RICHMOND, Va. -- A historic vote for educators in Richmond is happening this week.
On Friday and Saturday, educators will get to decide if they want a union to legally be able to have the same decision and negotiating power as the school board and the district. If passed they’ll become the first county in the state to do it.
Darrell Turner, a teacher and the vice president of the Richmond Education Association, is focused on their chance to make history.
“I hope the whole city turns out,” Turner said.
Turner said he plans to show up either on Friday or Saturday at Martin Luther King Junior Middle School to vote. Richmond educators will have the option to finalize if they want the Richmond Education Association to be the teacher's exclusive bargaining agent.
“We will actually have the power to negotiate our contracts. We will have a seat at the table that is equal to school board members and administration,” Turner said.
Recent state law in Virginia gave local school boards the authority to have a union become the employee's exclusive barging agent. The process is twofold. The district has to pass a resolution to begin the process. Richmond did this in December.
The district then holds a secret ballot vote after which the school board will then certify the election results.
“We are advocating for what our school and children need. We are the experts, we are the experts in the field every day and know what is going on,” said Turner.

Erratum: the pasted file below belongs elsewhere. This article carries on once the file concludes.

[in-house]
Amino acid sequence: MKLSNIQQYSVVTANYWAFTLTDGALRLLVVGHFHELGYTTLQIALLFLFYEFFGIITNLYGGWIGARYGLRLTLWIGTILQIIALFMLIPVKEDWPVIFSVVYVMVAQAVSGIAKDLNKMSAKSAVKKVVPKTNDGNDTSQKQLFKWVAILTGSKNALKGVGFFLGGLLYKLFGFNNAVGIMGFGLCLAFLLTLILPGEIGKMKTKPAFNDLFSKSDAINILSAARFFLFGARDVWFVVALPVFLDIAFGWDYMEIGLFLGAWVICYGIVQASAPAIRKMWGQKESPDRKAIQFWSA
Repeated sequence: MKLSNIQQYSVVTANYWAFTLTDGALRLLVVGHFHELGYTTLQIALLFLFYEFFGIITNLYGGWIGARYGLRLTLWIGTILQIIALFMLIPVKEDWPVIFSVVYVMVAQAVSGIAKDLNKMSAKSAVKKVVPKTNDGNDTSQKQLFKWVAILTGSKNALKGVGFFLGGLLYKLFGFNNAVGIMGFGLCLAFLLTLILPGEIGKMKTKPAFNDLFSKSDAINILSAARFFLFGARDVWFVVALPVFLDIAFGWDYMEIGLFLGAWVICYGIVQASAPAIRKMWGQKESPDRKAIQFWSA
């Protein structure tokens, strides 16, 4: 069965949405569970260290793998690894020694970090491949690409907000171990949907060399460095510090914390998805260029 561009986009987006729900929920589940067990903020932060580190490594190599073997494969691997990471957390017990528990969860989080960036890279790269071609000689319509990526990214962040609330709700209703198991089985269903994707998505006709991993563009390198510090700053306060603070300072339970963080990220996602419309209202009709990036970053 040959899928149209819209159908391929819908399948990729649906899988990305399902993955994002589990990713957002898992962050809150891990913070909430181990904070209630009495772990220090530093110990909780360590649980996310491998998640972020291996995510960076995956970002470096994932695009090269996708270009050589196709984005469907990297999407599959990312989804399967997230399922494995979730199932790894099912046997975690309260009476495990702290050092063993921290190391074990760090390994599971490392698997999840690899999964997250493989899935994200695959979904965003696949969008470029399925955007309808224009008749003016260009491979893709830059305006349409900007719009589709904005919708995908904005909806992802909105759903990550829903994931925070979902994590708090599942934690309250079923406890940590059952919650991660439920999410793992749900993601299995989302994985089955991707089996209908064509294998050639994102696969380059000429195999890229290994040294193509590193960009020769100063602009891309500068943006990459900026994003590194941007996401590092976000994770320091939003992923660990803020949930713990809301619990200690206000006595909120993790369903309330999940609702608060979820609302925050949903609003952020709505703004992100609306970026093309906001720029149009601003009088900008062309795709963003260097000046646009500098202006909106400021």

Right now, the Richmond Education Association advocates on behalf of more than 1,200 educators. Boaz Young-El, the UniServe Director for the REA, said the there is, and has been, a union here in RPS but it is not at full power without this vote.
“We could represent them but essentially what we were enforcing was whatever the school board and district certified as policy,” Young-El said.
That’s why he and others believe this vote is vital. He said if passed, the REA will meet and select representatives to lead the charge and will then focus on negotiating for issues.
People can vote at Martin Luther King Junior Middle School from 4 p.m. to 8 p.m on Friday and 8 a.m. to 5 p.m. Saturday.
CBS6 reached out to the district and school board for comment on the issue and has not heard back.